September Update, 2019: History Repeats

As the summer slips away, most investors are eager to see some calm in the investment world. Between the trade war, Brexit, rate cuts from the Federal Reserve, negative interest rates, and worries of a recession, the news is getting monotonous. The only thing more predictable than the headlines is that the president of the United States has an opinion about all of it. Trump shares his commentary on Twitter, and each time he does certain investors lose their minds and madly buy or sell things. I suppose if you like watching that sort of stuff, fine, but I prefer watching paint dry.

Don’t get me wrong, we are paying close attention to the world and to your investments. But we simply don’t have a clue what is going on in the day trading casino that you read about on the front pages of the paper. Nobody does. These headlines serve well to sell papers but poorly to educate investors.

We find that the most interesting, useful news about a company comes from their financial reports and from independent research, which we pay for. We also read a lot of information that the governments publish each day. They share facts that measure different aspects of economic activity, which is useful in showing how the economy is really doing and, by extension, how business prospects are and are likely to be.

The good news about the facts is that they are mostly good. Employment is at a 50-year high. Companies are continuing to hire at strong rates of growth. Wages are rising. Consumers are spending at healthy rates. In fact, we’re seeing the strongest levels of spending since 2014. Personal savings rates are high. Business profits are at record highs. Bank profits are at record highs and banks are willing to lend money at very low interest rates. And because the economy is strong, banks are finding that customers are paying back their loans. What’s not to like?

Well, we are seeing signs that manufacturing and business investment is slowing and that’s not good for some businesses. The good thing, however, is that the profits of these businesses are still increasing. The interesting thing is that everyone is betting that it’s going to get worse and that’s why there are such bargains out there. A lot of very good companies are on sale right now because the majority believe everything is going to get worse.

The bogeyman theory goes that Trump is going to blow up the business world. He’s blown up his own businesses before so it’s plausible. The theory goes that he’s going to take the Chinese down if they don’t change their ways.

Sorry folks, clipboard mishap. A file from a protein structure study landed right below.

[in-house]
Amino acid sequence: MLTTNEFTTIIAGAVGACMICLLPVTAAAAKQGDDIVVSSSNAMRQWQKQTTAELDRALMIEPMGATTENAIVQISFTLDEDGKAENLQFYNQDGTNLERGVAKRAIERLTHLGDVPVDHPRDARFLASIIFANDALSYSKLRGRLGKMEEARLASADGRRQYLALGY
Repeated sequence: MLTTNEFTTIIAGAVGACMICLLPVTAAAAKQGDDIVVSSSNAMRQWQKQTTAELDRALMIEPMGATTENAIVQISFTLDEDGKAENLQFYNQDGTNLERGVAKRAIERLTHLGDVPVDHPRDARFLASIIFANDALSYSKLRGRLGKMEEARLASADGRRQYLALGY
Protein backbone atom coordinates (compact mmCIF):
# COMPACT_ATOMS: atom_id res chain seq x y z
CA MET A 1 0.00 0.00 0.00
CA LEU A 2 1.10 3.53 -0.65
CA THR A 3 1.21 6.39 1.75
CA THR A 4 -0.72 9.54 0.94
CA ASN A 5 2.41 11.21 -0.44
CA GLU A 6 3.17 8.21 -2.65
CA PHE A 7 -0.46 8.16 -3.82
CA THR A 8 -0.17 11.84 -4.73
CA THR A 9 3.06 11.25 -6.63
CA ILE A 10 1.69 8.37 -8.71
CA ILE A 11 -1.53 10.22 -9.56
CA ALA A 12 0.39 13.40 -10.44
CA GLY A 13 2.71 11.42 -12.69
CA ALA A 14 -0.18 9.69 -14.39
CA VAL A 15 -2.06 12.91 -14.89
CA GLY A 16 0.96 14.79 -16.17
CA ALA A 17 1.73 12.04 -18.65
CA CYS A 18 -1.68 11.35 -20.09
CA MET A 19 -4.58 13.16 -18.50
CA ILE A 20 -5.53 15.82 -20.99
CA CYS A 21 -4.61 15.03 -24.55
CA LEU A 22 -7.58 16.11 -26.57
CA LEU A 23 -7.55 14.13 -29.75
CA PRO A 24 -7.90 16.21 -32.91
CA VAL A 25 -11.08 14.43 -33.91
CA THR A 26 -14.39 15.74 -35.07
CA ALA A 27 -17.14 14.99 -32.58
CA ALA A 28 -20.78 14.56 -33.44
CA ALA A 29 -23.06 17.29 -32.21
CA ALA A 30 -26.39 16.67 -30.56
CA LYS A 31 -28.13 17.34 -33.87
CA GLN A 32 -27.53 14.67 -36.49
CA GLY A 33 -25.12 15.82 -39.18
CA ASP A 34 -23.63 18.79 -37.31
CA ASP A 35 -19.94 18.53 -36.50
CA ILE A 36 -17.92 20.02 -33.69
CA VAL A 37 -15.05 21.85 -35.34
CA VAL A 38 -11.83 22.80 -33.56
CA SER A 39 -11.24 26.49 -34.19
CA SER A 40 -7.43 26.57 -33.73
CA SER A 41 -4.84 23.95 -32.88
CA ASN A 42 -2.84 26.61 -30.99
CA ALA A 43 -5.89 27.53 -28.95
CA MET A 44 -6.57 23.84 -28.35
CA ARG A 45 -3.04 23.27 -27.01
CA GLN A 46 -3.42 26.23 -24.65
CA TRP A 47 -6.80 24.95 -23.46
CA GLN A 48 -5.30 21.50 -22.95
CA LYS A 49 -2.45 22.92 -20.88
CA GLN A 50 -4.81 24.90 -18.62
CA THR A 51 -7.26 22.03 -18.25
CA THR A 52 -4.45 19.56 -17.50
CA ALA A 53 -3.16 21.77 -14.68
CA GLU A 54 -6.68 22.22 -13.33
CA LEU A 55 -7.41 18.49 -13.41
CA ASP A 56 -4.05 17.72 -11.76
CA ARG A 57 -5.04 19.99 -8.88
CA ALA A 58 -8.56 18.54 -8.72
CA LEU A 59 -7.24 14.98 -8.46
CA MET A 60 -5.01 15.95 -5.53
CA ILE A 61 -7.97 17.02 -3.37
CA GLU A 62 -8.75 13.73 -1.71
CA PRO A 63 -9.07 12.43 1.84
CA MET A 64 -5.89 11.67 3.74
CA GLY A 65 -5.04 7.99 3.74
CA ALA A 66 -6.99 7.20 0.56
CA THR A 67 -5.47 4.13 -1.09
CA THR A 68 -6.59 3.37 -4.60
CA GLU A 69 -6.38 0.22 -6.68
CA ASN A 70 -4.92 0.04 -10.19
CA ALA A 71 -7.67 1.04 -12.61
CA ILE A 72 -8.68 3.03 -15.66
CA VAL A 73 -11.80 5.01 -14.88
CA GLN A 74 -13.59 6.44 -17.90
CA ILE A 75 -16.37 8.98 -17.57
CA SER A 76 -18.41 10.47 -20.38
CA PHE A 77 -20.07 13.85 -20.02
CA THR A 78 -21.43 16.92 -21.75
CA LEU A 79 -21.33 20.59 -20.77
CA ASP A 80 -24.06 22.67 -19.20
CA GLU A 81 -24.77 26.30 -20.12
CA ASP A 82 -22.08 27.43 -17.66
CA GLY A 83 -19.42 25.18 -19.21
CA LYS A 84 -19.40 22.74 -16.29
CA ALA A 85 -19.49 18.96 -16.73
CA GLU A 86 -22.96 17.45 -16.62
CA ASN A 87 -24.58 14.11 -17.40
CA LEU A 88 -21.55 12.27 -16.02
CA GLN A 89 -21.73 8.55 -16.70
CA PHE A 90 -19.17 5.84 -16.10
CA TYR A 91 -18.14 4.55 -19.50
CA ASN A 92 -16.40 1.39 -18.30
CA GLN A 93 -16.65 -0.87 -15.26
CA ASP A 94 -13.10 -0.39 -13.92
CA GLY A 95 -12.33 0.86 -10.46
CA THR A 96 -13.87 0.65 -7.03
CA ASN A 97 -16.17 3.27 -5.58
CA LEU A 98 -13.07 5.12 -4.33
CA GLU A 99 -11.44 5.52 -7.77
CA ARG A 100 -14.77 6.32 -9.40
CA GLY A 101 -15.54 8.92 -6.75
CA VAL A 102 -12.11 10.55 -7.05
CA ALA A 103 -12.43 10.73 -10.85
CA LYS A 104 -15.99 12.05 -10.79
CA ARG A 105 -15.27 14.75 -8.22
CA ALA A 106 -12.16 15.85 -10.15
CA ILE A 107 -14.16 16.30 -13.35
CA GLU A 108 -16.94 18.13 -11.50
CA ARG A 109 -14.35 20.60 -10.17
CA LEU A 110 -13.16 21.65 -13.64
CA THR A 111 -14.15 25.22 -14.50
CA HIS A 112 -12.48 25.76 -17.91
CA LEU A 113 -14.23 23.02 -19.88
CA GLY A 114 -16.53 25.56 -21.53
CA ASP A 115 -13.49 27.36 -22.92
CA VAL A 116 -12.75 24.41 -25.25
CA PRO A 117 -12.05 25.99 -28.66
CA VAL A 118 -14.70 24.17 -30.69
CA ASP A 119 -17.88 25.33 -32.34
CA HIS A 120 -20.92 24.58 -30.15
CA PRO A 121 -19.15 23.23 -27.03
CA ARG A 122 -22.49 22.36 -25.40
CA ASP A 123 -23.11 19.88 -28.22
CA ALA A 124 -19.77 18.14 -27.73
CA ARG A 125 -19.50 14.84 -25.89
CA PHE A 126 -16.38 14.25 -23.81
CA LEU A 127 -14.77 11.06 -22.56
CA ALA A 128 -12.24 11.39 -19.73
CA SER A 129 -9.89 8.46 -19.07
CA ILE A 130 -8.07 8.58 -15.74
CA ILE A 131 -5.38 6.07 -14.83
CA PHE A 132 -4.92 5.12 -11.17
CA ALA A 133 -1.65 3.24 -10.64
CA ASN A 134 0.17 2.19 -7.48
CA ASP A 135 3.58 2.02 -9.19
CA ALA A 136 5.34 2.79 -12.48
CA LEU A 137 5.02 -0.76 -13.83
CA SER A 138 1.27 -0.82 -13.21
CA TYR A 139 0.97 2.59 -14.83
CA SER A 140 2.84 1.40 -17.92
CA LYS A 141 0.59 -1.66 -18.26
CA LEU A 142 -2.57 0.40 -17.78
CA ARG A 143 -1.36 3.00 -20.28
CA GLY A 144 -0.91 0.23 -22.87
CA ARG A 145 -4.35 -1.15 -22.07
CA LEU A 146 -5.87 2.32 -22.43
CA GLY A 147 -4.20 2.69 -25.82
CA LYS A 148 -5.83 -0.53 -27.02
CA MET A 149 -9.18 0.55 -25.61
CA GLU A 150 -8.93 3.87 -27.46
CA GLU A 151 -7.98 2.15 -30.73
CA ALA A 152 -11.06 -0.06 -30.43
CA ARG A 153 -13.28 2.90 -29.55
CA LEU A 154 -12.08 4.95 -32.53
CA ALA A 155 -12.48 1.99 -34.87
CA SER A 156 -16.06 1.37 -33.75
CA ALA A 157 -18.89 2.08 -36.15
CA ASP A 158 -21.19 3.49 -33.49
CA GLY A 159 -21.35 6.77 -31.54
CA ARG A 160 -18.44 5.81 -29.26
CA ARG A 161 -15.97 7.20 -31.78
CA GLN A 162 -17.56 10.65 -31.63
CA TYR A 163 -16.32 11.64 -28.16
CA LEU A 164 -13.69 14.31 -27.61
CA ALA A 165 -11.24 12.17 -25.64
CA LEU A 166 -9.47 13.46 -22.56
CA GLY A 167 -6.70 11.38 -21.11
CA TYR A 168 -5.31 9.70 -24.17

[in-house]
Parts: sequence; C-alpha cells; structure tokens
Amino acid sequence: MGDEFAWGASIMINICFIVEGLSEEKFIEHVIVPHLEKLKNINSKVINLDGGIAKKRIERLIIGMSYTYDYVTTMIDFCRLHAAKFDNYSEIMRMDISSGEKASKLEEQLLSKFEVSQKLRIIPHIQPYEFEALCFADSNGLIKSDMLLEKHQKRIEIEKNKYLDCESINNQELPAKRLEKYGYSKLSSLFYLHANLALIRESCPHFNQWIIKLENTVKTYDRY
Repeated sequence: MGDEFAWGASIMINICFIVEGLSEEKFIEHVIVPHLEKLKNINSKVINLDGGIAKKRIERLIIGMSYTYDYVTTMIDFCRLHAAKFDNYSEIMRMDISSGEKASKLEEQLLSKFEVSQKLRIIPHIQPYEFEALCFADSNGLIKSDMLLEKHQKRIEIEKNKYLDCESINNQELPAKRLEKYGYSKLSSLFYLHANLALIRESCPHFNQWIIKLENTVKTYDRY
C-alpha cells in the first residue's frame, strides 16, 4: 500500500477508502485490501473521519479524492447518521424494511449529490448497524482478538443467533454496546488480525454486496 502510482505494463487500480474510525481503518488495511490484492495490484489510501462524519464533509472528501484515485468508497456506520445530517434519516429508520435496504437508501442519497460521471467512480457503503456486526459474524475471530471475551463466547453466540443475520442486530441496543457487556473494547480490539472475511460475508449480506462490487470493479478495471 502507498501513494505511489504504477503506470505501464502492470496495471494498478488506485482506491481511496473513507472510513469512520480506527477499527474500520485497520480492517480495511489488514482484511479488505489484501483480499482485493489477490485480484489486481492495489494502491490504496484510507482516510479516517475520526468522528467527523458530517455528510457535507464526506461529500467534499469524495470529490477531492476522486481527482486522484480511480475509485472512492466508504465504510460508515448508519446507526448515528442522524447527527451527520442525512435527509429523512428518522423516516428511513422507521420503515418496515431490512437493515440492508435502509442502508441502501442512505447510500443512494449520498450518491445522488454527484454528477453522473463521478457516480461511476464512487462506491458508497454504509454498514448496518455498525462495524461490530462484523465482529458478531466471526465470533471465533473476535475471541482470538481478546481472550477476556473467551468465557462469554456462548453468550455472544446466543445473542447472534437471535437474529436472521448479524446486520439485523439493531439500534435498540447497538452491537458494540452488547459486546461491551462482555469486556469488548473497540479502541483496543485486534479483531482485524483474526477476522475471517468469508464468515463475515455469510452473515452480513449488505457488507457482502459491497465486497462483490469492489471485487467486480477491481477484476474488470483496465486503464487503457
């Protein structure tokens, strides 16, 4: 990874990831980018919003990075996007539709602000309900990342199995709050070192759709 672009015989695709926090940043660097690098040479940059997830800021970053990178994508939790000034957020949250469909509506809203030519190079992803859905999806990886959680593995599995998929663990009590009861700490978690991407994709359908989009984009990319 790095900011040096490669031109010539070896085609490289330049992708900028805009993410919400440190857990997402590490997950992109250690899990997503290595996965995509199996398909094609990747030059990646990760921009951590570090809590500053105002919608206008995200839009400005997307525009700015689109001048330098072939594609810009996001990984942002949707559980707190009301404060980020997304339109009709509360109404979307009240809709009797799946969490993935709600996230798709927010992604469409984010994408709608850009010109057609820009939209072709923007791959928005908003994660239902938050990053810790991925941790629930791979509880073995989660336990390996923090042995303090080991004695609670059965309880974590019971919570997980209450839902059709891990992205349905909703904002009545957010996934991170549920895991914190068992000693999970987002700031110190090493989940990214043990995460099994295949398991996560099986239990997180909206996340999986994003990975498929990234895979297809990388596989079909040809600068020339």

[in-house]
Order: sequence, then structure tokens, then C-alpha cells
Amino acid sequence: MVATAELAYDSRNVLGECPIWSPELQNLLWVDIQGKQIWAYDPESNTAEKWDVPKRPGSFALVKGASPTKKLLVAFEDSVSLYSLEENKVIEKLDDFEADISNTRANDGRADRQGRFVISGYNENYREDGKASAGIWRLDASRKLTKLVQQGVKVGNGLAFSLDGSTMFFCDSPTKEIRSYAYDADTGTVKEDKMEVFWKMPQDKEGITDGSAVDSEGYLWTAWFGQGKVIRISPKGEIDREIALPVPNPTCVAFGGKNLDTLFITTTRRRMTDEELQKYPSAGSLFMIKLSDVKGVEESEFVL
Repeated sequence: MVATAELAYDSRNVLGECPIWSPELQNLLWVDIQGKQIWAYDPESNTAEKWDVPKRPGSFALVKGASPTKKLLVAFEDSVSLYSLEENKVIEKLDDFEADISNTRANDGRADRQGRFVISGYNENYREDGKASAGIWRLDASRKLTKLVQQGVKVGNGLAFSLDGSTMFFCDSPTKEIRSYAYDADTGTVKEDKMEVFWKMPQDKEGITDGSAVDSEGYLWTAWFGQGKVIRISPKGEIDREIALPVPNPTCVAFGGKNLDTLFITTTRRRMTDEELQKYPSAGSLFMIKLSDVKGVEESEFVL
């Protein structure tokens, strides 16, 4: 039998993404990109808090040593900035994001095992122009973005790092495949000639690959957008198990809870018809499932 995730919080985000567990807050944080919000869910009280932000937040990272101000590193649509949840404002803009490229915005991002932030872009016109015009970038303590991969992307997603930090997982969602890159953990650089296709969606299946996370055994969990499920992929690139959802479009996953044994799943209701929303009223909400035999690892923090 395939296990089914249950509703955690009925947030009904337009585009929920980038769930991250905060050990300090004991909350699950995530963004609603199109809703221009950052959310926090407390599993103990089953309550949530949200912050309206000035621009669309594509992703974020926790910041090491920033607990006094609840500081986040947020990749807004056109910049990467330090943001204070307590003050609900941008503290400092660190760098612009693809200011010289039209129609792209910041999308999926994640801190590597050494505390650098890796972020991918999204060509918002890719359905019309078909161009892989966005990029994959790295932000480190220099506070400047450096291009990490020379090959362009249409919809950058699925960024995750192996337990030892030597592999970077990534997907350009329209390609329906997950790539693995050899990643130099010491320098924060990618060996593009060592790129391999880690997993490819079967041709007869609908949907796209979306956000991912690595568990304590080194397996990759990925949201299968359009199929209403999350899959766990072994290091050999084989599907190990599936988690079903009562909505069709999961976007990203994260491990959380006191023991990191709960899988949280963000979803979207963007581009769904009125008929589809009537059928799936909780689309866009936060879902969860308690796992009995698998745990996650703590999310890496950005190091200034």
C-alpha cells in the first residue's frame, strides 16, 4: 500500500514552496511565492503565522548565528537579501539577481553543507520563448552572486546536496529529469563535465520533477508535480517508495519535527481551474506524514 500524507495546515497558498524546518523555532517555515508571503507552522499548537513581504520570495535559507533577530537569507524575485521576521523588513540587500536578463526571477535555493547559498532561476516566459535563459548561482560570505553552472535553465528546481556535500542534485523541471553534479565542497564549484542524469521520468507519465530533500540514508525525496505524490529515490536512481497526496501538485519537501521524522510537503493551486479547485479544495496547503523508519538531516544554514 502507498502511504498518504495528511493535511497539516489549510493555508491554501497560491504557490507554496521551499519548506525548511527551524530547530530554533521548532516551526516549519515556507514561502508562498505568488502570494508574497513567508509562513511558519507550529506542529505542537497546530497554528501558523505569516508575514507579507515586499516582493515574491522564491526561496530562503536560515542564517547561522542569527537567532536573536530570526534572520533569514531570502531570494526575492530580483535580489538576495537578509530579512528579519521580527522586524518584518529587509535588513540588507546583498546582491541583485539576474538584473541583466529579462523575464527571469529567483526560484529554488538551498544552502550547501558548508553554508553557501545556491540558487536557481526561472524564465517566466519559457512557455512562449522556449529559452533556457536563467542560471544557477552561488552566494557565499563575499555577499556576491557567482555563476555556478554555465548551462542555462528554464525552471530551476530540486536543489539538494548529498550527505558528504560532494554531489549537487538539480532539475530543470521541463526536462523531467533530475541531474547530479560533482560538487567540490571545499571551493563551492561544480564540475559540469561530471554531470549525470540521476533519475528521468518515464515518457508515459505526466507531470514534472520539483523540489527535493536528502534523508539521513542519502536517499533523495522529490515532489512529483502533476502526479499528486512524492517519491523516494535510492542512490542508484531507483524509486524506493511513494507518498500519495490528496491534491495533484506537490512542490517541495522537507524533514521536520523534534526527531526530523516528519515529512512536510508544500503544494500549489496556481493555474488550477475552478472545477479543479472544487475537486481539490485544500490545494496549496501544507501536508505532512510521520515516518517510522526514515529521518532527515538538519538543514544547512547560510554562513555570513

We wouldn’t bet on that and here’s why:

First, as the facts show and we wrote about recently, China just isn’t that big of a deal to America. The battle does put sand in the gears of global trade but it’s not the end of the world. And, the world is bigger than China. Second, the crowd could be wrong about this bogeyman theory because they may be giving Donald too much credit. I just don’t think he’s that principled about who his friends are. He simply wants a better deal. He needs a deal if he is to keep his job, and he really likes his job.

We could be wrong, but we believe the Chinese think similarly to Donald. They may say that they are going to go on a long march into battle (to the tune of “Onward, Christian Soldiers”), but they are madly firing up the water hose of money to support their flagging economy. There seems to be a sense of urgency to keep the wheels of communist wonder spinning, and Hong Kong could be just the start if they don’t play their cards right.

So, what if we are wrong?

The natural progression of the world is toward advancement. That’s the history of things and there is little evidence to show that the cycle will be different this time. Good companies overcome tough times and investors who accept that simple fact buy when everyone is worried about the short term and do very well in the long term.

History repeats.

2 thoughts on “September Update, 2019: History Repeats

  1. Re: History repeats.
    “History doesn’t repeat itself, but it rhymes.” Attributed (dubiously) to Mark Twain. Whoever. I like the rhythm. But then, I’m a historian.

    Like

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